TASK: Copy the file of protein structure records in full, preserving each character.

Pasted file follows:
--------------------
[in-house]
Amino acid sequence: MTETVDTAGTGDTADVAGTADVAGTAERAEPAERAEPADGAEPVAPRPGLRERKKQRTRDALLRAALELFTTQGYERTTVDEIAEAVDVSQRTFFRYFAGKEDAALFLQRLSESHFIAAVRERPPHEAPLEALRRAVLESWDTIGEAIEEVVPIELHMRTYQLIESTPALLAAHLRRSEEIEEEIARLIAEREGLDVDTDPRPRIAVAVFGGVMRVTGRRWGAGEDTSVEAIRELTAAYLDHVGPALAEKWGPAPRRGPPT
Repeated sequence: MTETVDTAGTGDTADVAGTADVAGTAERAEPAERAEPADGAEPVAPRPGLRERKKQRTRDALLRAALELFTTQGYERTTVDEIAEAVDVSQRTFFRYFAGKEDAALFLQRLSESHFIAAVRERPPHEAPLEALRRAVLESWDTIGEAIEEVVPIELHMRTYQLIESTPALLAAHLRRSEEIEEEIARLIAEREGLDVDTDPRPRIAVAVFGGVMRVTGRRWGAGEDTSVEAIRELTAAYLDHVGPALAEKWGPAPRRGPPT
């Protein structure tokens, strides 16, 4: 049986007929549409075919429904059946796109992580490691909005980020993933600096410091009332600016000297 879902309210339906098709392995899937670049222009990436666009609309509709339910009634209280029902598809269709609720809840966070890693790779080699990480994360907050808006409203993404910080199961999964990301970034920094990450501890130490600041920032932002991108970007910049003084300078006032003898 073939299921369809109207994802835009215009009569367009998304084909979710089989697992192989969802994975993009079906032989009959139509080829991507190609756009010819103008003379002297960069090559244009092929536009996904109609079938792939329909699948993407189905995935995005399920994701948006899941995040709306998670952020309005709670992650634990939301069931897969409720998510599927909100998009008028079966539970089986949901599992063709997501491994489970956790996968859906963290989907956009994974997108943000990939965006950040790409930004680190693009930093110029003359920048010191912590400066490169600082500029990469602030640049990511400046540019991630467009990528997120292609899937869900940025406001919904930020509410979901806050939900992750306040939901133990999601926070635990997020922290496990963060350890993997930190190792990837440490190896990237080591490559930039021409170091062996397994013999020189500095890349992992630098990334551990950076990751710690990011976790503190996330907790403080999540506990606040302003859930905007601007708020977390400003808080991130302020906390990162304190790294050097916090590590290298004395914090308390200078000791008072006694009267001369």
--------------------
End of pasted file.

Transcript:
[in-house]
Amino acid sequence: MTETVDTAGTGDTADVAGTADVAGTAERAEPAERAEPADGAEPVAPRPGLRERKKQRTRDALLRAALELFTTQGYERTTVDEIAEAVDVSQRTFFRYFAGKEDAALFLQRLSESHFIAAVRERPPHEAPLEALRRAVLESWDTIGEAIEEVVPIELHMRTYQLIESTPALLAAHLRRSEEIEEEIARLIAEREGLDVDTDPRPRIAVAVFGGVMRVTGRRWGAGEDTSVEAIRELTAAYLDHVGPALAEKWGPAPRRGPPT
Repeated sequence: MTETVDTAGTGDTADVAGTADVAGTAERAEPAERAEPADGAEPVAPRPGLRERKKQRTRDALLRAALELFTTQGYERTTVDEIAEAVDVSQRTFFRYFAGKEDAALFLQRLSESHFIAAVRERPPHEAPLEALRRAVLESWDTIGEAIEEVVPIELHMRTYQLIESTPALLAAHLRRSEEIEEEIARLIAEREGLDVDTDPRPRIAVAVFGGVMRVTGRRWGAGEDTSVEAIRELTAAYLDHVGPALAEKWGPAPRRGPPT
């Protein structure tokens, strides 16, 4: 049986007929549409075919429904059946796109992580490691909005980020993933600096410091009332600016000297 879902309210339906098709392995899937670049222009990436666009609309509709339910009634209280029902598809269709609720809840966070890693790779080699990480994360907050808006409203993404910080199961999964990301970034920094990450501890130490600041920032932002991108970007910049003084300078006032003898 073939299921369809109207994802835009215009009569367009998304084909979710089989697992192989969802994975993009079906032989009959139509080829991507190609756009010819103008003379002297960069090559244009092929536009996904109609079938792939329909699948993407189905995935995005399920994701948006899941995040709306998670952020309005709670992650634990939301069931897969409720998510599927909100998009008028079966539970089986949901599992063709997501491994489970956790996968859906963290989907956009994974997108943000990939965006950040790409930004680190693009930093110029003359920048010191912590400066490169600082500029990469602030640049990511400046540019991630467009990528997120292609899937869900940025406001919904930020509410979901806050939900992750306040939901133990999601926070635990997020922290496990963060350890993997930190190792990837440490190896990237080591490559930039021409170091062996397994013999020189500095890349992992630098990334551990950076990751710690990011976790503190996330907790403080999540506990606040302003859930905007601007708020977390400003808080991130302020906390990162304190790294050097916090590590290298004395914090308390200078000791008072006694009267001369």